women. The making of this provision in the legislation does not imply that any such
convictions (or doubts) are shared by the Church of England as a whole.
Q12. What right do the bishops have to change legislation already agreed by 42 of the 44 dioceses?
Bishops have the lead role in the Church of England in relation to doctrine and liturgy.
The Constitution of the General Synod expressly confers on the House of Bishops the
right to make such amendments as it sees fit to any legislation touching on these matters
before its is presented for final approval by the General Synod.
It should be borne in mind that during the reference to the dioceses the votes of the
bishops do not count – precisely because of the House of Bishops’ role at later stages in
The safeguard for the dioceses is that legislation such as the Women Bishops Measure
can only be presented to the Synod for final approval if the substance of the proposals
embodied therein has already been approved by the dioceses. The 6 officers of the
General Synod determined, by a majority, that the two amendments made by the House
of Bishops had not changed the substance of the proposals.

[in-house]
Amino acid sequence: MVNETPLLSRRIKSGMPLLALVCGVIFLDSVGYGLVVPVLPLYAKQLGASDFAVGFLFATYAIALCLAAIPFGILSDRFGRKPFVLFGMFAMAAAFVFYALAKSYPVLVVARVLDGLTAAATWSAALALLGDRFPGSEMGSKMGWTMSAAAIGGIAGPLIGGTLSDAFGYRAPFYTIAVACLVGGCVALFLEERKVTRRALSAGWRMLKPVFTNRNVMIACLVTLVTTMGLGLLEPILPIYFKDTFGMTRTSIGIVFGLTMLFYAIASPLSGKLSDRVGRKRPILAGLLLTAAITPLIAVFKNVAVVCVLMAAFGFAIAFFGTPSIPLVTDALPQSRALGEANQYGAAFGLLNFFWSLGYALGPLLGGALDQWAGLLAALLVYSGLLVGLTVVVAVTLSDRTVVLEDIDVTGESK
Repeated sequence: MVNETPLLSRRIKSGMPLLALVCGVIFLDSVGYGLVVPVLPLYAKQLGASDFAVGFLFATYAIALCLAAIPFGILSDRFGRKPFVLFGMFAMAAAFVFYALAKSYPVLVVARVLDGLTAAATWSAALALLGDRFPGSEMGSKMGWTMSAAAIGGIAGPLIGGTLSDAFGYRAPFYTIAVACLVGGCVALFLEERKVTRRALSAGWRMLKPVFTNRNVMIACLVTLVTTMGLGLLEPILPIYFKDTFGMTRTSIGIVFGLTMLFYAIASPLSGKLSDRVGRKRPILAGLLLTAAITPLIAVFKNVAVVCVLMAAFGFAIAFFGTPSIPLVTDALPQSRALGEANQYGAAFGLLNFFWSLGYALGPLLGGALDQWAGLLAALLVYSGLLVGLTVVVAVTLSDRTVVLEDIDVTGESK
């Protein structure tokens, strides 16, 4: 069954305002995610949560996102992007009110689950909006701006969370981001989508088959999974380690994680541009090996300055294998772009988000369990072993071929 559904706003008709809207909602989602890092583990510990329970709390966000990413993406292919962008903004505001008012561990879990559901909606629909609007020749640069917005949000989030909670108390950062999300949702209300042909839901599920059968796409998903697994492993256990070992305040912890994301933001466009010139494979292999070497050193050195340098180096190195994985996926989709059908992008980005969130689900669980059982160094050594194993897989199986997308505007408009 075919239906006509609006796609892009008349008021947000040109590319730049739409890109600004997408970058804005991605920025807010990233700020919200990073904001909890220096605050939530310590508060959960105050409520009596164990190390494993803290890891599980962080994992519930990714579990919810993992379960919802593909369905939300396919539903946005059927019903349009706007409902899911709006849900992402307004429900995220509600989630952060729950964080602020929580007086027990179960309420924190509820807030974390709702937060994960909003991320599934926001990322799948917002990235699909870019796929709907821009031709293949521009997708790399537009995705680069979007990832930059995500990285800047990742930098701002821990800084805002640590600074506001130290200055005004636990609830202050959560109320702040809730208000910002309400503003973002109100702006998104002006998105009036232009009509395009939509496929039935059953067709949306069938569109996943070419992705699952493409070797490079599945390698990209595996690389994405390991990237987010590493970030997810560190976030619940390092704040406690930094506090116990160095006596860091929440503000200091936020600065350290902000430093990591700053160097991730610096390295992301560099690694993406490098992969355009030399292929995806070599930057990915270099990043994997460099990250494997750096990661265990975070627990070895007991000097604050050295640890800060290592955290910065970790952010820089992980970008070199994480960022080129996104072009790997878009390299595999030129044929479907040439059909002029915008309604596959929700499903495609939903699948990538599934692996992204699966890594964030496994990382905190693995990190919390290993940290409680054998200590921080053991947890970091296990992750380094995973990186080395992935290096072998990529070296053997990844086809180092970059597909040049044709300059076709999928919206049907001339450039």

If the General Synod itself is not happy with the amendments the House of Bishops has
made it has the power to adjourn the final approval debate and invite the bishops to
Q13. When will the Code of Practice be available? How can the Synod/Parliament agree the legislation before seeing it?
An illustrative draft Code of Practice was presented to the Synod by the House of
Bishops in February. But the Code cannot be finalised until the Measure has received
final approval, given that the power to make the Code is derived from the Measure and
that its terms must be consistent with the Measure.
It is entirely usual for regulations or Codes of Practice to be produced after the
necessary enabling legislation has been enacted. There is the added safeguard in this
case that the Code of Practice, though made by the House of Bishops, has to be
approved by the General Synod, which has the power to propose amendments.
Q14 If the legislation is passed will the Church of England still be in a period of ‘reception’ or will it have taken an irrevocable decision on women’s ordination?